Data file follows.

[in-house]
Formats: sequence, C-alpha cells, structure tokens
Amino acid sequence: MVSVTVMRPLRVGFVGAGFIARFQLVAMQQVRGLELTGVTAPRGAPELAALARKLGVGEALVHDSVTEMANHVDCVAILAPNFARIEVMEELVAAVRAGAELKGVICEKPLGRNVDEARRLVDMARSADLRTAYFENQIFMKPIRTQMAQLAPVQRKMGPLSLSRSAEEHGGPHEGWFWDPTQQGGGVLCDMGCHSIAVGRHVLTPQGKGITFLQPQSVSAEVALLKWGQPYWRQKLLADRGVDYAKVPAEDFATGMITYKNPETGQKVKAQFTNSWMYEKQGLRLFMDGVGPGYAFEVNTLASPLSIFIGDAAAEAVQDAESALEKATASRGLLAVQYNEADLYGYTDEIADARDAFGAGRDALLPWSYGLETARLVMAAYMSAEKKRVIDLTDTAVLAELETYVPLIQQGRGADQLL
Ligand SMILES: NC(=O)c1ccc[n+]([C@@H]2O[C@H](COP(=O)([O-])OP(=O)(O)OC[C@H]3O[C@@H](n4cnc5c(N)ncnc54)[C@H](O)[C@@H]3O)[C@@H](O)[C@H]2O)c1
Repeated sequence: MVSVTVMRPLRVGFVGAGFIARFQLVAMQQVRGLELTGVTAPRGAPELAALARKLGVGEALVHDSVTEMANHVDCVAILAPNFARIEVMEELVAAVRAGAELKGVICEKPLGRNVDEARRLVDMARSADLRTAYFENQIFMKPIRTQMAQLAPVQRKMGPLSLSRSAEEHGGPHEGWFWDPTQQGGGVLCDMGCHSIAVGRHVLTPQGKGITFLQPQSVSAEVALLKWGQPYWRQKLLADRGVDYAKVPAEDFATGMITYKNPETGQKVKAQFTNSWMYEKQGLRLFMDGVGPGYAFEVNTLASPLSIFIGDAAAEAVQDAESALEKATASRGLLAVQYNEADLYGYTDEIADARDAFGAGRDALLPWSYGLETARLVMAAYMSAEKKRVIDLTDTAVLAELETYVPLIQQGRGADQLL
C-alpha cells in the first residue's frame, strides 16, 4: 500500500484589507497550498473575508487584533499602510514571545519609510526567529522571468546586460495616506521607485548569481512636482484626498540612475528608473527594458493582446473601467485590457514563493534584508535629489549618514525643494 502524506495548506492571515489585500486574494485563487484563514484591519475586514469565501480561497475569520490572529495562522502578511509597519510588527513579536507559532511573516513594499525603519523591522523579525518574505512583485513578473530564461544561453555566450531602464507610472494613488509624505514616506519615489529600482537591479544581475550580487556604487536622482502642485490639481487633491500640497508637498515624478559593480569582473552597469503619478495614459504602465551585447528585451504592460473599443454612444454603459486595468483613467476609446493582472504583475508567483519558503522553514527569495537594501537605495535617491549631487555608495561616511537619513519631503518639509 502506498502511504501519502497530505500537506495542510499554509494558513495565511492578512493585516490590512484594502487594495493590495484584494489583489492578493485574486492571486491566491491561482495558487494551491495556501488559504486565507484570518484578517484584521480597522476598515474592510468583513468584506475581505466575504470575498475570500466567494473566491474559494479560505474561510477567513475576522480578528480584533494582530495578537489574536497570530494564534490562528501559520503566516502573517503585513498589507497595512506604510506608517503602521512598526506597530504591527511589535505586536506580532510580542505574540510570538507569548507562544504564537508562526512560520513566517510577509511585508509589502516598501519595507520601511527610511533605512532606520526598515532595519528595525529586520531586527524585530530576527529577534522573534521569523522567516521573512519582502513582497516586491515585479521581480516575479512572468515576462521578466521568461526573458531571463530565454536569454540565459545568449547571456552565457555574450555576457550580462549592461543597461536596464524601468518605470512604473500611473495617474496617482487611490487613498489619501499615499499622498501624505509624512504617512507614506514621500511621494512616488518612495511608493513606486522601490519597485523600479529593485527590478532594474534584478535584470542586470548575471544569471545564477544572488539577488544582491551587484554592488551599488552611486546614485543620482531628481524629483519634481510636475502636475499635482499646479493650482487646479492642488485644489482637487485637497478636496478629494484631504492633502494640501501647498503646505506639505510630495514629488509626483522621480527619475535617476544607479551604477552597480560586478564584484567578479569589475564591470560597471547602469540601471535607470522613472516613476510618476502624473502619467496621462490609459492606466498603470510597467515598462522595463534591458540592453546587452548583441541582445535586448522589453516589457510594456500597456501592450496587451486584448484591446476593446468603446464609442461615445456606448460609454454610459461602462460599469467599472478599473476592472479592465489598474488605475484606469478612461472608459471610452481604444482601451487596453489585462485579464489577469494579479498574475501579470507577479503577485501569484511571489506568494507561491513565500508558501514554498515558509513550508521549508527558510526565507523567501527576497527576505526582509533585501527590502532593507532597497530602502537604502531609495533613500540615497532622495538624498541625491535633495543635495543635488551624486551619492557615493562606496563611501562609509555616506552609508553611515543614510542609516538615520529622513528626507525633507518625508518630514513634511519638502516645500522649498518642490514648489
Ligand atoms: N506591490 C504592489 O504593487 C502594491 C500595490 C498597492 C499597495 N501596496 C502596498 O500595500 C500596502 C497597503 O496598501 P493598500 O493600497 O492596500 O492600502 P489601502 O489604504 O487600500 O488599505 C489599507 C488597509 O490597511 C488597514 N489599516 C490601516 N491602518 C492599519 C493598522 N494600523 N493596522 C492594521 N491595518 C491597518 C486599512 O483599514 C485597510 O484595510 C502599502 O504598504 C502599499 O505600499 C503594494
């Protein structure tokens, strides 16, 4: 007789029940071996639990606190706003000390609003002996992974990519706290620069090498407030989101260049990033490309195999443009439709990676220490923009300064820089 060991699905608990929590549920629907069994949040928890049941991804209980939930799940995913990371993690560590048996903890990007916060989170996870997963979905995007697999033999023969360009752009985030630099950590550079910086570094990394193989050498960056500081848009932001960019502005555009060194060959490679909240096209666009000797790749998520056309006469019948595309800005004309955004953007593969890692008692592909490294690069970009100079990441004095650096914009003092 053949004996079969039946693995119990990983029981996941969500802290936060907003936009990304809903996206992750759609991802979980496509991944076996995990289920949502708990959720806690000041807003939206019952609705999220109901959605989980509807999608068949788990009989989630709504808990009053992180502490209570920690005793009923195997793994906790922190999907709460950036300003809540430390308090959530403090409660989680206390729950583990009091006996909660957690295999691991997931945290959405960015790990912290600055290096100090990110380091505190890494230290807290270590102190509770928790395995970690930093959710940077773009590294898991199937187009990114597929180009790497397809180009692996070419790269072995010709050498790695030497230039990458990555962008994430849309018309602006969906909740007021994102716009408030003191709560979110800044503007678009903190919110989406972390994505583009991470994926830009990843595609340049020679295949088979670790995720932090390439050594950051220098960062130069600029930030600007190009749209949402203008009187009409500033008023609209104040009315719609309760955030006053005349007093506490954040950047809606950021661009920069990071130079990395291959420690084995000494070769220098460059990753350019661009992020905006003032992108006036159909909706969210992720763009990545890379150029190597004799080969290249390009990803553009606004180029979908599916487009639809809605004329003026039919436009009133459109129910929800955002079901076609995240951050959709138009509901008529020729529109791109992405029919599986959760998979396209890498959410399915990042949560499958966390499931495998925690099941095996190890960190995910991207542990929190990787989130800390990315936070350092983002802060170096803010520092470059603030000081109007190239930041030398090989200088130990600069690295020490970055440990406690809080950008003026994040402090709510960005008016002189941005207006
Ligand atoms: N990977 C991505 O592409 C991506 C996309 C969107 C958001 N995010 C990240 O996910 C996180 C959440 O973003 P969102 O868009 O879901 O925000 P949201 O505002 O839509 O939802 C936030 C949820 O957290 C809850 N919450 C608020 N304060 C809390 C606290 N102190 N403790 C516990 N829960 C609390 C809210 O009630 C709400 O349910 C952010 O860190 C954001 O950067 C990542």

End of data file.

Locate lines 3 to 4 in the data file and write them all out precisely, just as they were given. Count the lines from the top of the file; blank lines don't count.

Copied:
Amino acid sequence: MVSVTVMRPLRVGFVGAGFIARFQLVAMQQVRGLELTGVTAPRGAPELAALARKLGVGEALVHDSVTEMANHVDCVAILAPNFARIEVMEELVAAVRAGAELKGVICEKPLGRNVDEARRLVDMARSADLRTAYFENQIFMKPIRTQMAQLAPVQRKMGPLSLSRSAEEHGGPHEGWFWDPTQQGGGVLCDMGCHSIAVGRHVLTPQGKGITFLQPQSVSAEVALLKWGQPYWRQKLLADRGVDYAKVPAEDFATGMITYKNPETGQKVKAQFTNSWMYEKQGLRLFMDGVGPGYAFEVNTLASPLSIFIGDAAAEAVQDAESALEKATASRGLLAVQYNEADLYGYTDEIADARDAFGAGRDALLPWSYGLETARLVMAAYMSAEKKRVIDLTDTAVLAELETYVPLIQQGRGADQLL
Ligand SMILES: NC(=O)c1ccc[n+]([C@@H]2O[C@H](COP(=O)([O-])OP(=O)(O)OC[C@H]3O[C@@H](n4cnc5c(N)ncnc54)[C@H](O)[C@@H]3O)[C@@H](O)[C@H]2O)c1